City Council OKs Request To Pay For Up To $200K In Legal Fees For Huizar
LOS ANGELES (CBSLA.com) — The Los Angeles City Council Friday agreed to pay for legal fees for Councilman Jose Huizar following a sexual harassment lawsuit filed against him by a former staffer.
The City Council voted 10-0 to cover Huizar’s legal fees defending the case filed by Francine Godoy agreeing to pay Walsh & Associates up to $200,000. Attorneys have billed the city about $41,570 in fees since August 1, 2013, according to city documents.
No one on the City Council would comment on the decision to CBS2/KCAL9 reporter Dave Lopez.
The five-member independent committee hired to investigate the matter released their findings in a report saying, “no further investigation is needed in this matter” — essentially calling Godoy’s claims baseless.
Godoy’s attorney Michael Eisenberg called the report a sham and said his client would be filing suit against Huizar.
Godoy, who served as the deputy chief of staff in Huizar’s 14th District council office, sued both Huizar and the city last Oct. 17. She alleges she was subjected to sexual harassment and retaliation when she refused Huizar’s advances, the Los Angeles Times reported.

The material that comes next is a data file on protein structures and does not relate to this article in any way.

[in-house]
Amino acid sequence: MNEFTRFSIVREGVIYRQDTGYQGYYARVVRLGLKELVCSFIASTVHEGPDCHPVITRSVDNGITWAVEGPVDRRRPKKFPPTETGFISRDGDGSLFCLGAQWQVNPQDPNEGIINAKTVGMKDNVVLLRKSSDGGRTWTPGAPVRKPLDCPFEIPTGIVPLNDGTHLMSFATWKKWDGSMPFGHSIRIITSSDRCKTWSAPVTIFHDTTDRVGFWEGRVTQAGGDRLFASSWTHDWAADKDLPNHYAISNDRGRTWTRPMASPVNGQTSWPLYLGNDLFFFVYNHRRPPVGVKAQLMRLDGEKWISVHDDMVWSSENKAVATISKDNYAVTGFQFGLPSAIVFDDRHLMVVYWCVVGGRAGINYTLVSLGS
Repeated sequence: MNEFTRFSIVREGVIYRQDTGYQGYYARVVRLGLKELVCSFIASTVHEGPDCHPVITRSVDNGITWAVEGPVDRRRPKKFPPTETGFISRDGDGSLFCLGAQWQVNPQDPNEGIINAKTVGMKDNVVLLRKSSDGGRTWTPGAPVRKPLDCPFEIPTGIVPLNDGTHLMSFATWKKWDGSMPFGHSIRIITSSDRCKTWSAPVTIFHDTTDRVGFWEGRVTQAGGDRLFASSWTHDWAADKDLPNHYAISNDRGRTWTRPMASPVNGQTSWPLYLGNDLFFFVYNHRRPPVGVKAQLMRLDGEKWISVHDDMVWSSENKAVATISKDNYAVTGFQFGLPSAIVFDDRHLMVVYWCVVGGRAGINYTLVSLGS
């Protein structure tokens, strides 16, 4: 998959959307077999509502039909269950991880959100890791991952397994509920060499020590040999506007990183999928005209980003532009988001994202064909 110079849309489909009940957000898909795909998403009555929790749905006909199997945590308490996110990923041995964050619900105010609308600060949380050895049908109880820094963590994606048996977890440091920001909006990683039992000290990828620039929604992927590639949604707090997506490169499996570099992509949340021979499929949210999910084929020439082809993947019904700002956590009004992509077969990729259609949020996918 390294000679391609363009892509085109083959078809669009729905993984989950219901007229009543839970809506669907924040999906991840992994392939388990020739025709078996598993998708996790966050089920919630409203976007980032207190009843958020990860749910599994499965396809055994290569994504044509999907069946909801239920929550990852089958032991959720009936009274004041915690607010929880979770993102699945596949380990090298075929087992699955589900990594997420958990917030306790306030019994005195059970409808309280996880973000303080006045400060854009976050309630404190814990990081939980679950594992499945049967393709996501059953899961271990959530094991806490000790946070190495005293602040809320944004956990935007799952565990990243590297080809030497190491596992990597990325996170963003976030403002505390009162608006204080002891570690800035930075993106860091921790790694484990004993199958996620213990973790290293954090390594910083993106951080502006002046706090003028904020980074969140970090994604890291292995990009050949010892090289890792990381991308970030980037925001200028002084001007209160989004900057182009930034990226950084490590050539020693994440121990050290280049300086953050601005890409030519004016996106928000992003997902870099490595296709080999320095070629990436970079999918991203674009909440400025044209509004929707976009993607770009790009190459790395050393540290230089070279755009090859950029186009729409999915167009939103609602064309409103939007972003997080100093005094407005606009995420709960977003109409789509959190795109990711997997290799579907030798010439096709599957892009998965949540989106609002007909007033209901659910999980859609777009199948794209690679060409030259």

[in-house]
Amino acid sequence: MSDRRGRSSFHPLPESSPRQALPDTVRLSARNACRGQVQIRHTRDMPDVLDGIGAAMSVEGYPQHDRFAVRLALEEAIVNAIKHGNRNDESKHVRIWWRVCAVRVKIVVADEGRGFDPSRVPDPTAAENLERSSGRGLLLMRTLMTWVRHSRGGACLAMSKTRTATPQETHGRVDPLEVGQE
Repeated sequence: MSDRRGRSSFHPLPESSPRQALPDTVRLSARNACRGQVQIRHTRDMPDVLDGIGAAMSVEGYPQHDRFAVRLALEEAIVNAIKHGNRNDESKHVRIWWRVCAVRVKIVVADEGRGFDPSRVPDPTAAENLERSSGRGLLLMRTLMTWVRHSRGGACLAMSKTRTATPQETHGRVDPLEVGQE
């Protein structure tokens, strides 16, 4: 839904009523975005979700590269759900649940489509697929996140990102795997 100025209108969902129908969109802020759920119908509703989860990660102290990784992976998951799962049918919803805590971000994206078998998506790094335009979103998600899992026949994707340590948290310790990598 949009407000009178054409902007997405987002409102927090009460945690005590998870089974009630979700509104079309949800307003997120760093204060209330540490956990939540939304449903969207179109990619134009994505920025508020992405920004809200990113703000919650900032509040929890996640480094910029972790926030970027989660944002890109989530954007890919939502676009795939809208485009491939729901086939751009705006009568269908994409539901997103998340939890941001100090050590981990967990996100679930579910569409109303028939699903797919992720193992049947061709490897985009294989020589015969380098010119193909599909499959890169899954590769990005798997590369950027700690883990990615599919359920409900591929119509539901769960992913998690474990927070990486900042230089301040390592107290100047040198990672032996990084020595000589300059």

The councilman later acknowledged a consensual relationship with the woman, but denied the allegations.
Lawyers for the City Attorney’s Office maintain in court papers filed Thursday that the city spent “significant sums of money” investigating Godoy’s complaints pursuant to the city Administrative Code. According to attorneys, Godoy “utterly refused to cooperate with that investigation” and claimed she had a constitutional right to refuse to be interviewed by an independent investigator.
Weeks after the lawsuit was filed, allegations surfaced in December alleging Huizar had groped a massage therapist at the Burke Williams spa in Old Town Pasadena on April 9, 2005, when Huizar was serving as president of the L.A. school board.
The massage therapist accused the councilman of grabbing her leg, arm and breast during the treatment, The Times said.
The woman later decided she didn’t want to proceed with the complaint, which was initially investigated as a possible misdemeanor sexual battery, police told The Times.
Last month, the City Council approved a $185,000 settlement paid to a private investigator whose car was rear-ended by a city-owned vehicle driven by Huizar.
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